For Georgia voters the Charter School Amendment has almost overshadowed the race for the presidency.
The decision to give the state the authority to create a charter school commission has been a subject of major debate over the past few months.
And the decision to vote "yes" was no easy decision for Camille Cottrell, an Emory University instructor and card-carrying Democrat who said she's still not sure she made the right decision.
"It was a very, very tough vote for me," said Cottrell a Berkeley Lake resident. "I believe very much in the public school system." It was a battle of heart versus intellect she said. "I know my vote is going to cause an argument with my mother when I get home tonight."
But Cottrell said she couldn't help notice the crumbling elementary school in her son's Avondale Estates neighborhood and worries about her young grandson who will reach school age in a few years.
And looking beyond Georgia's borders she observed the desparate state of the public schools in South Carolina which forced her brother to send his child to a private school where he pays $789 a month in tuition.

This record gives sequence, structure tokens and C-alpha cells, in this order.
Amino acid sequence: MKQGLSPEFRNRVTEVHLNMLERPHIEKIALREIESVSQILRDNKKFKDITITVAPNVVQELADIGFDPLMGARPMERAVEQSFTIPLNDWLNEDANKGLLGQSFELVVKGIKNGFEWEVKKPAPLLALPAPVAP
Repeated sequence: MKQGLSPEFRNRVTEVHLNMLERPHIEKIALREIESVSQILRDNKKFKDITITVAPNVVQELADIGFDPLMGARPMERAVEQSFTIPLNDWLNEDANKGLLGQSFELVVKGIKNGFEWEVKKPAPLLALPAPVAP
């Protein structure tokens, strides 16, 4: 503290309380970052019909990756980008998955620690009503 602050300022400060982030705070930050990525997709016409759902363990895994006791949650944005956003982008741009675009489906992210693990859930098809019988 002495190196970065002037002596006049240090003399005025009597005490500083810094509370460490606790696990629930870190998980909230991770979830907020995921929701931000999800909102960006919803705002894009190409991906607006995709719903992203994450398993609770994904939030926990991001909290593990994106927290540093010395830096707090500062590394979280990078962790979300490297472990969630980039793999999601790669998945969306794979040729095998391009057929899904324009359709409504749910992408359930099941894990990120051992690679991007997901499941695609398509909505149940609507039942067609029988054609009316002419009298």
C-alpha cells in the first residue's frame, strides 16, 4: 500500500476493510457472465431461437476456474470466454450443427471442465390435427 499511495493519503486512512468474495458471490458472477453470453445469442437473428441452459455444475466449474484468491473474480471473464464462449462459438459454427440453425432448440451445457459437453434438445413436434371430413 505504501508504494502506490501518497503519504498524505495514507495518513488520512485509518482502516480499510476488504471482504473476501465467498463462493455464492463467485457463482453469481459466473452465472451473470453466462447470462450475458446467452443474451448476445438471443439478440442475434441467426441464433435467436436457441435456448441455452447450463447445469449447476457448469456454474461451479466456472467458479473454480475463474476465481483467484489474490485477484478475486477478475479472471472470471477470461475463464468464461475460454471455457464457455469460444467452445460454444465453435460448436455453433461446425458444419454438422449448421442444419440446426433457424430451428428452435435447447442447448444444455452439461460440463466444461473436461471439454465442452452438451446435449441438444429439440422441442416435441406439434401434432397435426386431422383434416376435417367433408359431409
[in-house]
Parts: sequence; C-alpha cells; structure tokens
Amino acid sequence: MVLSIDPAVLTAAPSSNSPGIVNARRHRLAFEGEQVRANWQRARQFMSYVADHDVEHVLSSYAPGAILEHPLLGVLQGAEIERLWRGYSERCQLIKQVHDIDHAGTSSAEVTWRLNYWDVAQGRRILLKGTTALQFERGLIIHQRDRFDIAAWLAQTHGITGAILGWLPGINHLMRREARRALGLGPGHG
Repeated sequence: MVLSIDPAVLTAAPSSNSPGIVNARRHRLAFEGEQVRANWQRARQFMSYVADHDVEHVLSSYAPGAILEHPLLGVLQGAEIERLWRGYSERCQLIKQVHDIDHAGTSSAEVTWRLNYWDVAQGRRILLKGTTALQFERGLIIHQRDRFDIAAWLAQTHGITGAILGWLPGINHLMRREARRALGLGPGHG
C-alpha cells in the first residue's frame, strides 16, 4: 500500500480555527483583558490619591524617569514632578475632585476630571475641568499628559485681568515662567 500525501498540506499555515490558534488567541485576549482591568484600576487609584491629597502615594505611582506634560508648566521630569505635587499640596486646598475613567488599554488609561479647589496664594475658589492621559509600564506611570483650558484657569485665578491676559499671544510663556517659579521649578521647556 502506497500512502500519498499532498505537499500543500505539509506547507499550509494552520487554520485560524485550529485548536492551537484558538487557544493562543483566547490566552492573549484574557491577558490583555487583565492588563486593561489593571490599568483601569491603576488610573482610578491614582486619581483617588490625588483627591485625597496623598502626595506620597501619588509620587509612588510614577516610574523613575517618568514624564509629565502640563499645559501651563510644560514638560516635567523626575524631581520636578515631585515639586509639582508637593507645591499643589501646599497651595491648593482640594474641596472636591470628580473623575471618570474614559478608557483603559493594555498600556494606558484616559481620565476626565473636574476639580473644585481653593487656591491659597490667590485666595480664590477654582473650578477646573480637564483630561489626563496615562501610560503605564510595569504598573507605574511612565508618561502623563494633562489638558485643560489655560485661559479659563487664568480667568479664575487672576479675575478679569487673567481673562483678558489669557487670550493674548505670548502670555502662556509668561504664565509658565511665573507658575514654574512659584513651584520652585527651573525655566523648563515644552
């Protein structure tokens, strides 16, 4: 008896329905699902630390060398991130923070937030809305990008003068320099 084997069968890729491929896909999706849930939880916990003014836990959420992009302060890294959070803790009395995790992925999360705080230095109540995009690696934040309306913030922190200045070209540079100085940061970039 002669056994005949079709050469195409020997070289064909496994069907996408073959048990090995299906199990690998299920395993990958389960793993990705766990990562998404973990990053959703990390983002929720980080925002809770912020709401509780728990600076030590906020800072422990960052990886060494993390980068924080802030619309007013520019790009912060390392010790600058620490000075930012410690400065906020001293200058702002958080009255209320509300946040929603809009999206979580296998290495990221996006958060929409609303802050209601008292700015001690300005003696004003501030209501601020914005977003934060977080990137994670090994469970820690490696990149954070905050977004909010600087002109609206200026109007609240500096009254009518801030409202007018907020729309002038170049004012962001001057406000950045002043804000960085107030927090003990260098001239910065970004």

"I'm voting against my basic beliefs," she admitted. Cottrell said she voted yes because she felt something needs to be done to turn around the nation's school systems which are failing to educate so many of the nation's youth.
Whether charter schools are the answer, she's not sure, but something needs to be done she said.
What about you? Did you struggle deciding on which way to vote on Amendment 1?